Editorial
Copyright ©The Author(s) 2021. Published by Baishideng Publishing Group Inc. All rights reserved.
World J Gastroenterol. May 21, 2021; 27(19): 2251-2256
Published online May 21, 2021. doi: 10.3748/wjg.v27.i19.2251
Celiac Disease in Asia beyond the Middle East and Indian subcontinent: Epidemiological burden and diagnostic barriers
Dimitri Poddighe, Diyora Abdukhakimova
Dimitri Poddighe, Diyora Abdukhakimova, Department of Medicine, School of Medicine, Nazarbayev University, Nur-Sultan 010000, Kazakhstan
Dimitri Poddighe, Clinical Academic Department of Pediatrics, Research Center for Maternal and Child Health, University Medical Center, Nur-Sultan 010000, Kazakhstan
Author contributions: Poddighe D conceived and wrote the manuscript; Abdukhakimova D provided intellectual contribution and contributed to the literature research.
Supported by Nazarbayev University Faculty Development Competitive Research Grant 2020-2022, No. 240919FD3912.
Conflict-of-interest statement: The authors have no conflicts of interest to declare.
Open-Access: This article is an open-access article that was selected by an in-house editor and fully peer-reviewed by external reviewers. It is distributed in accordance with the Creative Commons Attribution NonCommercial (CC BY-NC 4.0) license, which permits others to distribute, remix, adapt, build upon this work non-commercially, and license their derivative works on different terms, provided the original work is properly cited and the use is non-commercial. See: http://creativecommons.org/Licenses/by-nc/4.0/
Corresponding author: Dimitri Poddighe, MD, MSc, PhD-Eq, Associate Professor, Director, Doctor, Department of Medicine, School of Medicine, Nazarbayev University, Kerei-Zhanibek Str. 5/1, Nur-Sultan 010000, Kazakhstan. dimitri.poddighe@nu.edu.kz
Received: January 17, 2021
Peer-review started: January 17, 2021
First decision: February 23, 2021
Revised: February 25, 2021
Accepted: April 13, 2021
Article in press: April 13, 2021
Published online: May 21, 2021
Abstract

Celiac Disease (CD) had been considered uncommon in Asia for a long time. However, several studies suggested that, in the Indian subcontinent and Middle East countries, CD is present and as prevalent as in Western countries. Outside these Asian regions, the information about the epidemiology of CD is still lacking or largely incomplete for different and variable reasons. Here, we discuss the epidemiological aspects and the diagnostic barriers in several Asian regions including China, Japan, Southeast Asia and Russia/Central Asia. In some of those regions, especially Russia and Central Asia, the prevalence of CD is very likely to be underestimated. Several factors may, to a different extent, contribute to CD underdiagnosis (and, thus, underestimation of its epidemiological burden), including the poor disease awareness among physicians and/or patients, limited access to diagnostic resources, inappropriate use or interpretation of the serological tests, absence of standardized diagnostic and endoscopic protocols, and insufficient expertise in histopathological interpretation.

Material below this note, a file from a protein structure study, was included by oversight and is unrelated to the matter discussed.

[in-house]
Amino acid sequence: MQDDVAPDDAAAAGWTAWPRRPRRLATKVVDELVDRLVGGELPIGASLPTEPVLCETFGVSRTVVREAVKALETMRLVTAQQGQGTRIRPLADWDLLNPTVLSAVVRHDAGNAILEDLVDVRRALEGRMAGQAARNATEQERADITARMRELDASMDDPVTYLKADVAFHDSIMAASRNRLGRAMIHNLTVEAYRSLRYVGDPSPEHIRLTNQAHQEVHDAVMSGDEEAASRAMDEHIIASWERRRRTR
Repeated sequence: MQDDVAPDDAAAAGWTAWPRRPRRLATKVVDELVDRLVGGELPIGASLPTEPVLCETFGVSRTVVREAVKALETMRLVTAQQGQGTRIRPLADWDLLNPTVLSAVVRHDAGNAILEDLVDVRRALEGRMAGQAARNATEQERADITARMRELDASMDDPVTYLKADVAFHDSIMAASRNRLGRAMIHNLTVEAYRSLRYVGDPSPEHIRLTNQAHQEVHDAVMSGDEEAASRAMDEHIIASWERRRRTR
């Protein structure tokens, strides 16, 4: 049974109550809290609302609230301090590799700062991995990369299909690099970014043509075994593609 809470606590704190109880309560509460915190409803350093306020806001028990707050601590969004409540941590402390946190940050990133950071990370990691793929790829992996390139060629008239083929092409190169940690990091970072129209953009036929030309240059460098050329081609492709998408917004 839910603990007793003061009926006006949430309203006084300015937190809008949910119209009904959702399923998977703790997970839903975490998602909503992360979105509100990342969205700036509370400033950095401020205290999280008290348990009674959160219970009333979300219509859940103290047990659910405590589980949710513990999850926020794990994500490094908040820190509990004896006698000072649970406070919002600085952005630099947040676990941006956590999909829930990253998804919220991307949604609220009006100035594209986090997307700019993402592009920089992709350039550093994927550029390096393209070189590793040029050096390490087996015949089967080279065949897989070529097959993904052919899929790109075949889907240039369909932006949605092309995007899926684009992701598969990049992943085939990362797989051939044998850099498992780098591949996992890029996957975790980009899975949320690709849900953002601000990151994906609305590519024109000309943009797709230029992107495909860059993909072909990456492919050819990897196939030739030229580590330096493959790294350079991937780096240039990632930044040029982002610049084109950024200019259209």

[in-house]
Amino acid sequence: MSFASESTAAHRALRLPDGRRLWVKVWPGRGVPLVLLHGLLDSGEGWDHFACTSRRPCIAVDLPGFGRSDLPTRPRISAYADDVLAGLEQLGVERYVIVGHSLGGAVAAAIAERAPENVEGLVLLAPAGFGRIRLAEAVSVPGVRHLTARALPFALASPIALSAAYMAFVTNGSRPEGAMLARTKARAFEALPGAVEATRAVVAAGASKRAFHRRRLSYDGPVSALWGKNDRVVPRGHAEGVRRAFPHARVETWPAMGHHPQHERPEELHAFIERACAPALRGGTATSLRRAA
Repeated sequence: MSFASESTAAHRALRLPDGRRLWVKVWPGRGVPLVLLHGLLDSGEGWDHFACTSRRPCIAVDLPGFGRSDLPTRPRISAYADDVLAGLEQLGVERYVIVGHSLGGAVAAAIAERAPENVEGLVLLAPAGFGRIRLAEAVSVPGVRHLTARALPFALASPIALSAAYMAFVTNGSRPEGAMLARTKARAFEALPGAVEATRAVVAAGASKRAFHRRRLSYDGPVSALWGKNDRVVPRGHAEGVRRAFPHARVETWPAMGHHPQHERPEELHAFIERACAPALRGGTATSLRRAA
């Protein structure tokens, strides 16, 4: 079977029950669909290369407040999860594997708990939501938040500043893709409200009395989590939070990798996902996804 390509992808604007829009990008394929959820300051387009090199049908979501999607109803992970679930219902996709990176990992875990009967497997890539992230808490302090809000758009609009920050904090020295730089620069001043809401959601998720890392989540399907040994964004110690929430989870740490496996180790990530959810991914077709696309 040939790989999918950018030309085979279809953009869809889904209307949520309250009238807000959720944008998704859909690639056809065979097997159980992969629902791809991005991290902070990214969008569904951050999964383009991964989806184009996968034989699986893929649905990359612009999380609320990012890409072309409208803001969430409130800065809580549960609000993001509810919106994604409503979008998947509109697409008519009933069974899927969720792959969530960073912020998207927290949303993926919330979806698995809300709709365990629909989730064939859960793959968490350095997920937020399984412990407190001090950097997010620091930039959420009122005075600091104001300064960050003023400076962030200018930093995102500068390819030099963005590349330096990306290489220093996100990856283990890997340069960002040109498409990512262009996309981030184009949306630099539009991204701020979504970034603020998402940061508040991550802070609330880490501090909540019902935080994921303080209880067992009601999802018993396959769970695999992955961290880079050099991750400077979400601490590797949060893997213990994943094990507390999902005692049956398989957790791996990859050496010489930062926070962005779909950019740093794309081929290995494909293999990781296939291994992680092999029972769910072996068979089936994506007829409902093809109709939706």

Keywords: Celiac disease, Epidemiology, Prevalence, Asia, China, Japan, Russia, Central Asia, HLA-DQB1, Diagnostic barriers

Core Tip: This editorial discusses the main epidemiological characteristics of Celiac Disease in Asia outside the Indian subcontinent and Middle East countries. Indeed, information about the epidemiology of Celiac Disease is still lacking or largely incomplete in those Asian regions (China, Japan, South-East Asia, and Russia/Centra Asia), where the disease prevalence is likely be underestimated. Factors contributing to diagnostic difficulties in these Asian regions are discussed.